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Principles of homeostasis

  • Homeostasis is the maintainance of a constant internal environment.
  • Homeostasis works by negative feedback; this means any deviation from the norm is detected, and corrective mechainisms bring it back to its norm.
  • The internal environment is made up of tissue fluids that bathe each cell, supplying nutrients and removing wastes.
  • Maintaining the featurs of this fluid at the optimum levels protects the cells from changes in the external environment, thereby giving the organism a degree of independence.

What it homeostasis?

  • Homeostasis is the maintenance of a constant internal environment in organisms.
  • It involves maintaining the chemical make-up, volume and other features of blood and tissue fluids within restricted limits.
  • Homeostasis ensures that cells of the body are in an environment that meets their needs and allows them to function normally despite external changes.
  • There are constant fluctuations brough about by variations in internal and external conditions, e.g. changes in temperature, PH and water potential.
  • However, these changes occur around a set point and so maintain organisms balanced equilibrium.

The importance of homeostasis

Homeostasis is essential for the proper functioning of organisms for the following reasons:

  • Body temperature and PH - because enzymes and other proteins, such as channel proteins, within cells, are sensitive to temperature and PH changes. A slight change alters the enzymes/proteins tertiary structure, causing them to change from their original shape, and function less adequately. If the change in PH and temperature becomes so large they eventually denature altogether.
  • Water potential and blood glucose levels - maintining this prevents cells shrinking or expanding due to osmotic gain or exit. As a consequence cells will not operate normally.
  • It also increases the range of habitats available for organisms to survive.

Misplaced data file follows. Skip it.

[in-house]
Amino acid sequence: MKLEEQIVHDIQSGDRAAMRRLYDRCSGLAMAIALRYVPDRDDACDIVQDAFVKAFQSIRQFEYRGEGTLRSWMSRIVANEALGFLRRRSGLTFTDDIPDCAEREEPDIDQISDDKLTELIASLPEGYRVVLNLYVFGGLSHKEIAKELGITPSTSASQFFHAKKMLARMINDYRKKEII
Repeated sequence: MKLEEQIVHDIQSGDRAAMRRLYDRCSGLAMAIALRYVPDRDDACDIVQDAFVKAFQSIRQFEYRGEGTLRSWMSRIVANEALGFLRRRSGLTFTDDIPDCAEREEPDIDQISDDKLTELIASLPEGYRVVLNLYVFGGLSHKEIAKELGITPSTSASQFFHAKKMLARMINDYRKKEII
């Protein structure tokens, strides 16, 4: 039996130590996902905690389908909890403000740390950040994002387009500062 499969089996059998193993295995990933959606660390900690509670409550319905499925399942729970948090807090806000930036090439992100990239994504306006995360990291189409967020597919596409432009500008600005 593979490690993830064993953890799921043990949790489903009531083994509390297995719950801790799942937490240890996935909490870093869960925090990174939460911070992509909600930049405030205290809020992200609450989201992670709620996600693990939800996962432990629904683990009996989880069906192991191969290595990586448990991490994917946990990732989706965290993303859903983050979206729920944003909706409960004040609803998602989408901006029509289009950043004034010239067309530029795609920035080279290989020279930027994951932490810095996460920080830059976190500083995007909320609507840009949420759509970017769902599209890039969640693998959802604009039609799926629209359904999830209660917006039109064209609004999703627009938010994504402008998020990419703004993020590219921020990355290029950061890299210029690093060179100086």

Control mechainisms

The control of any self-regulating system involves a series of stages that feature:

  • The set point/input, which is the desired level, or norm, at which the system operates. This is monitered by...
  • receptor, which detects any deviation from the norma and informs the....
  • controller, which coordinates information from various receptors and sends instructions to the appropiate....
  • effector, which brings about the changes needed to resurn the system to the set point. This return normally creates a....
  • feedback loop/output, which informs the receptor of the changes to the system brough about by the effector.

Regulation of body temperature

  • If an organisms body temperature is too low, the rate at which enzyme controlled reactions take place may bee too slow for the organism to function properly.
  • On the other hand, if the body temperature is too high, enzymes may be denatured and the organisms may cease to function altogether.
  • Therefore animals need to regulate their body temperature; this is a process call thermoregulation.

Mechainisms of heat loss and gain

  • Methods of gainaing heat include:
  • Production of heat by metabolism of food during respiration.
  • Gain of heat from the environment, by conduction (e.g. from the ground), convection (e.g from surrounding air or water), and radiation.
  • Methods of losing heat include:
  • Evaporation of water, e.g. through


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